Also look at how many unmarked doors are in this room. The game follows Doom's tradition of making sure that half the time I have no clue where I'm going or where I just came from. There's no map, switches are often placed across the room from the things they activate, and I end up walking in circles trying to figure out where I haven't been yet.
Look at this guy firing off grenades from the window like it's some kind of boss fight. I just jumped onto the roof of the train and rained gunfire down upon him and that soon put an end to it.
Then I flicked a switch to drive the train into a wall, which revealed another switch hidden under the rails. So I jumped down to flick that as well and was instantly electrocuted. Ooops.
Okay this time I'm going to pull the plug first. In fact I'm supposed to be collecting four of these power batteries for later, so this'll serve two purposes.
Oh that reminds me: the game has a Duke Nukem 3D style inventory full of the power ups I've been collecting along the way. In theory this allows me to trigger a Quad Damage at the exact moment I need it, instead of having to make use of it the second I pick it up. In practice though I just end up hoarding the things, activating one from my stash if I find another one in the level when I haven't got the space to pick it up
A few minutes later I shot that explosive crate out of boredom in the end and it blew a hole straight through the wall... which is nice, but it'd would've been awesome if they'd given me more of a clue. I mean this isn't the first exploding box I've come across so far and they usually only destroy walls that have an obvious crack on them, Duke Nukem 3D style. Games need to stick to their established rules.
Quake 1 took place in a cloudy purple void.
Man, Eraser definitely wasn't the best Arnold Schwarzenegger movie but it's surely earned its place in history for giving the world blue railgun smoke trails. Maybe some day we'll get to see them rendered with glorious real-time particle smoke physics when id finally remembers that they still own the Quake franchise and starts work on a fifth game.
At least I can see that there's three other levels in this section, all linked to this Security Complex hub. First I have to locate the red keycard in this area, then go back to the Detention Center to deactivate the yellow laser barriers.
SOME TIME LATER.
Well this ought to be a laugh, seeing as I only have 7 health left right now and I just overwrote my quick save. No seriously, I'm curious to see if I can survive long enough like this to reach the next stash of health kits; it makes things more interesting. I've always got a save back at the start of the area to fall back on if it turns out I've gotten myself into an unwinnable situation.
I've actually released a few human marines along the way through the prison, but they were all too far gone to join me, their minds shattered through unimaginable torture. I've even found a few wandering around free, completely ignored by the enemies, and I've had to reload a few times after accidentally gibbing the unfortunate bastards before I'd realised who they were. Not that there's any penalty for it, I just have a thing against shooting my own dudes.
Incidentally this takes the classic approach in its arsenal, in that I'm able to carry all the weapons in the game simultaneously, and these are fairly huge guns. Plus it even has grenades, though without a dedicated instant grenade throwing button I never end up using the things. The first game to introduce a separate grenade key did humanity a great service and should be commended. It's probably Halo I'd expect, though I'm curious now so I think I'll look it up...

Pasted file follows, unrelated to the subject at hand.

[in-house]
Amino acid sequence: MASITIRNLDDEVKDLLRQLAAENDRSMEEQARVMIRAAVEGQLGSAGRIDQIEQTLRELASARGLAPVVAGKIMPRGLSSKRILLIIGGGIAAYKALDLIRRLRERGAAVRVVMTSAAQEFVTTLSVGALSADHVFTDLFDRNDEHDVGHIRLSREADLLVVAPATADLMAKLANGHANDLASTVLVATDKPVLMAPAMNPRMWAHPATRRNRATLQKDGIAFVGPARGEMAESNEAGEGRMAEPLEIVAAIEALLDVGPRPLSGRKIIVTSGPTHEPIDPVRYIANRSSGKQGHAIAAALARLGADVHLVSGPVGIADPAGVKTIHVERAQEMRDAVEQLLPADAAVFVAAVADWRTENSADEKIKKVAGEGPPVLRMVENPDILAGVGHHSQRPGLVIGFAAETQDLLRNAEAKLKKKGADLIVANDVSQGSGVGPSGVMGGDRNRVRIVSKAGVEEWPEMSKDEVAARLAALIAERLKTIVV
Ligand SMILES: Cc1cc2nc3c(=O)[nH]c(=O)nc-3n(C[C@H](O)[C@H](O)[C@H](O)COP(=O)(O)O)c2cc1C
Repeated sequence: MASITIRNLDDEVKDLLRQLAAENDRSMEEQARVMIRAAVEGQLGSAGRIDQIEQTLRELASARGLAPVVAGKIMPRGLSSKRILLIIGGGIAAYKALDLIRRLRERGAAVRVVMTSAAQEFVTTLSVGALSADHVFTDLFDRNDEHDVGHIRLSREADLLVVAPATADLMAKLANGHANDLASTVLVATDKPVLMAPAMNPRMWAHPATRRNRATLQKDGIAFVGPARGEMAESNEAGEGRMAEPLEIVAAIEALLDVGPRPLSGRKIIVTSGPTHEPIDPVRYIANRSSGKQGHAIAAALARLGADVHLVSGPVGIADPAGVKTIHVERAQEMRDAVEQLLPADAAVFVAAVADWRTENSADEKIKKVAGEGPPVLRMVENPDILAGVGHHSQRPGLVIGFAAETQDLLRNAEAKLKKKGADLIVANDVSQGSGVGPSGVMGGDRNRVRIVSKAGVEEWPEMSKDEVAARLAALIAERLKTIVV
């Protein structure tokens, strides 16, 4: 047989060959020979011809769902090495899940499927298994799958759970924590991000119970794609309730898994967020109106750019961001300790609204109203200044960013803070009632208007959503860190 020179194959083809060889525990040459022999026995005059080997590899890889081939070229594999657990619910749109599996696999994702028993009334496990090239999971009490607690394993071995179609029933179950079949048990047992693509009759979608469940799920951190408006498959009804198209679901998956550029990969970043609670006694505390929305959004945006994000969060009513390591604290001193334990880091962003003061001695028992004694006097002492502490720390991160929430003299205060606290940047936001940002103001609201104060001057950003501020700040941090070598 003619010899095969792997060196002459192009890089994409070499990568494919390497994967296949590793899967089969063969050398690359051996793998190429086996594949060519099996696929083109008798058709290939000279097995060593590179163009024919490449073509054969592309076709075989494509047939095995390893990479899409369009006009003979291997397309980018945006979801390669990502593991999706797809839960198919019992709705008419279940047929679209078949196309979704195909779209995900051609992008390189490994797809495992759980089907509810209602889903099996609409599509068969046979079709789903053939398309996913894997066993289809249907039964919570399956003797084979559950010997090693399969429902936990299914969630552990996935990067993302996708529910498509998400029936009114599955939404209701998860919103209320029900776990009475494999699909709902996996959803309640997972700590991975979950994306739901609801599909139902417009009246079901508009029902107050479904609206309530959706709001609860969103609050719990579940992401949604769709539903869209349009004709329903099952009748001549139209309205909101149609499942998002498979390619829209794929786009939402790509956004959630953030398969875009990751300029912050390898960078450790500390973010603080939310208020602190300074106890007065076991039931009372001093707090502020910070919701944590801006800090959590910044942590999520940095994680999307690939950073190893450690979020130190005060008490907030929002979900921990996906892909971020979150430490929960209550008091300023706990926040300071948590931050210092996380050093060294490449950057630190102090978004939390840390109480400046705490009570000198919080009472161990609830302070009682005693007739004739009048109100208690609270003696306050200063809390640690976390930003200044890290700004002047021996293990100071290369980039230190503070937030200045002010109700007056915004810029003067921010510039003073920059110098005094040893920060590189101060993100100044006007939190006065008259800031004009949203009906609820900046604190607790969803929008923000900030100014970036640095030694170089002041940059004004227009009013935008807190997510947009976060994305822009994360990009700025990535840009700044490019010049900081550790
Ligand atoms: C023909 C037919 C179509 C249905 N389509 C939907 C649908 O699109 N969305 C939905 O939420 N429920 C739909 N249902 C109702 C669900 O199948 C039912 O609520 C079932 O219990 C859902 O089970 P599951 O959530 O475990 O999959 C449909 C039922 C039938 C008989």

Wow, it was actually the original Shadow Warrior apparently, as you can throw grenades from the inventory. It also beat Quake II to ripping off the Eraser railgun.
SOON, BACK IN THE SECURITY COMPLEX.
Somewhere in these four connected levels a new path has opened up, so I need to think back and try to remember if I've passed any locked doors.
Still, it's a cool looking room, all lit from below by the red lava.
A GREAT DEAL OF SHOOTING LATER.
Right then, where did I leave that Security Complex level?
Feel free to use this screenshot if you ever want to prove to someone that Quake II isn't entirely brown. Though you're still gonna lose that argument.
I think I liked what I've played of Quake II so far, but I didn't quite like it as much as I would have liked to have liked it. It's a solid game for sure and a much bigger step up from Quake than Doom 2 was from Doom, but I'm not sure I found it as much fun to play.
In Quake I'd be running around a room, dodging through my enemies' projectiles before switching through my weapons to find the right tool for the job and then hitting them right back. A graceful dance of death in an abstract puzzle box nightmare world. This on the other hand has more enemies I have to take cover from, enemies that soak up bullets, enemies that creep up, hit me with their tongue and turn my whole bloody screen red... I just got less joy out of dealing with the creatures.
Also I know this applies to Doom and Quake as well in part, but as much as I appreciate being able to carry a massive array of weapons, it loses a bit of the appeal when half my arsenal is taken up by two varieties of shotgun, two kinds of grenade launchers, and three rapid fire machine guns. It just seems like a shame for a game released after Duke Nukem 3D and Turok: Dinosaur Hunter to show so little imagination in its weaponry.
Wait, this came out AFTER Turok? Whoa it was released after GoldenEye as well! Damn.